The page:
Cells and Aging

Thomas Mahoney excelife at earthlink.net
Wed Mar 10 07:21:53 EST 1999


 
>> In article <36E41B46.958BF089 at ryley.com>, james at ryley.com says...
>> 
>> >I didn't say it wasn't diminished.  I said it was sufficient for
>> >them to lead normal lives in many cases.  The point is this:  If
>> >a person with muscular dystrophy can go through 4X (just to pick
>> >a number -- there is no basis for that number, but whether it is
>> >really 2X or 20X the argument still holds) as many satellite cell
>> >divisions throughout the course of their life, and still have
>> >some reserve potential left during old age, that means that a
>> >person without muscular dystrophy should have 4 times more
>> >replicative potential than they need.  So, how can you argue that
>> >a normal old person is anywhere near having a problem with
>> >replicative potential of their satellite cells?
>> 
>> The severe musculature loss seen in the elderly starting at around the age 
>> of
>> 70 and increasing dramatically thereafter would be suggestive that the
>> replicative capacity of the satellite cells has been somewhat impaired.
>
>No, it doesn't suggest that -- unless you are stuck on using
>telomeres to explain everything about aging.  It suggests that
>SOMETHING is going on which causes decreased muscle mass.  That
>something could just as easily be a change in various hormone
>levels (which we KNOW occurs), or a decline in mitochondrial
>function, or any one of a hundred things.  
>
>Please point out to me what makes it more likely that telomeres
>are involved.  The argument that I have already presented would
>seem to say that reduced replicative capacity is a very unlikely
>candidate answer, or people with MD could not sustain their
>muscle past even middle age.
>
>And for the record, I'm not even saying I'm right here.  The
>argument that I am presenting is somewhat indirect, and perhaps
>there is an explanation that I am overlooking.  Maybe telomeres
>are the answer in this case, and maybe they aren't.  It isn't
>your conclusion that I object to -- it's how you arrive at it. 
>You say one thing logically follows from another, when in fact it
>doesn't.  I would speculate that you're just making arguments of
>convenience because you already "know" that telomeres are the
>answer.
>
>Sincerely,
>James

The musculature loss noted could very well be related to any number of the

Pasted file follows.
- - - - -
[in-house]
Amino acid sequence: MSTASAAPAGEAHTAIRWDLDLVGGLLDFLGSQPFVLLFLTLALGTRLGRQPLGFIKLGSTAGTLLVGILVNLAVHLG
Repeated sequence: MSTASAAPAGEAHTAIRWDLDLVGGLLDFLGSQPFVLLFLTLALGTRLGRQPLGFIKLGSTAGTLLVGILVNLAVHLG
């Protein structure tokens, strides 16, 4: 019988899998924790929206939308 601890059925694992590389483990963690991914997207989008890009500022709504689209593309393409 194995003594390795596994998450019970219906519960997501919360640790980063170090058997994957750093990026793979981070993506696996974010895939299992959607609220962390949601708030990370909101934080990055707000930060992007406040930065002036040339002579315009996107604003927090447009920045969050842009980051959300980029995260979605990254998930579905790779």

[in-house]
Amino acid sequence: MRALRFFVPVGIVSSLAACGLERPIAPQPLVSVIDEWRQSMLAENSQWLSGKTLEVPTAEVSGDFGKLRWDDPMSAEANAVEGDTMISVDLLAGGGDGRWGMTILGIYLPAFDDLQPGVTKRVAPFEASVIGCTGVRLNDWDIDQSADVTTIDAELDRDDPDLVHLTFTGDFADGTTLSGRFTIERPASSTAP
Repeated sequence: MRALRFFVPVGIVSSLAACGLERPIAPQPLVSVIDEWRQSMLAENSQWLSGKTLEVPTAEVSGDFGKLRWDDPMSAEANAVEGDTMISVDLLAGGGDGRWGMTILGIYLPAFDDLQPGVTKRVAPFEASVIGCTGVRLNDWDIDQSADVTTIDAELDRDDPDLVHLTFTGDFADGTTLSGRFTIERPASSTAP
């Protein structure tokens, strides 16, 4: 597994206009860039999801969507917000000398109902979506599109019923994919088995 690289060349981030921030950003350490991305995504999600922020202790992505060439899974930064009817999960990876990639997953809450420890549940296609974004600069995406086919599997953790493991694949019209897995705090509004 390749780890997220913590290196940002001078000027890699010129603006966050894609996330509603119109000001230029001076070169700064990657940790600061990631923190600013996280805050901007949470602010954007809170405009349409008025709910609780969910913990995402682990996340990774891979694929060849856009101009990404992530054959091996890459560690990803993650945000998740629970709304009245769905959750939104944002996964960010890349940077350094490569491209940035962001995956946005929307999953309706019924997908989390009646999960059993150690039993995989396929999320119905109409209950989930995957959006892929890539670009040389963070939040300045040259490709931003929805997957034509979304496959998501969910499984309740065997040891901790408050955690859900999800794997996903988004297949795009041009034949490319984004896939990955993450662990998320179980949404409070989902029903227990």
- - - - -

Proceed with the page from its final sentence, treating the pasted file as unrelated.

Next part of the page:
factors you noted as well as loss of nerve function or denervation.  
Telomeric shortening would only apply to the satellite cells which would be 
stressed to the point of replicative in-capacity trying to restore the muscle 
cells lost for whatever reason.

This position is supported by Dr. Decarys' work previously cited and in the 
paper; J Neurobiol 1992 Jun;23(4):407-19, "Transient neonatal denervation 
alters the proliferative capacity of myosatellite cells in dystrophic 
(129ReJdy/dy) muscle.", Ontell MP, et al, (Work done at my alma matter, The 
Univ. of Pittsburgh).

The research most on point is; (Somat Cell Mol Genet 1990Nov;16(6):557-65 
"Accelerated age-related decline in replicative life-span of Duchenne
muscular dystrophy myoblasts: implications for cell and gene therapy.", 
Webster C, Blau HM), where they say "Our results suggest that the myoblasts 
(satellite cells) of even the youngest DMD patients have undergone extensive 
division in an attempt to regenerate degenerating myofibers." and "A decline 
in replicative capacity was observed with increasing donor age, which was 
markedly accelerated for DMD, (Duchenne muscular dystrophy).

To restate my position, based on the research cited, the loss of musculature 
in the elderly is, most likely, unrelated to telomeric loss or replicative 
senescence, but the satellite cells ability to restore lost muscle cells is 
compromised by telomeric loss leading to replicative senescence.


Thomas Mahoney, Pres.
Lifeline Laboratories, Inc.
http://home.earthlink.net/~excelife/index.html  










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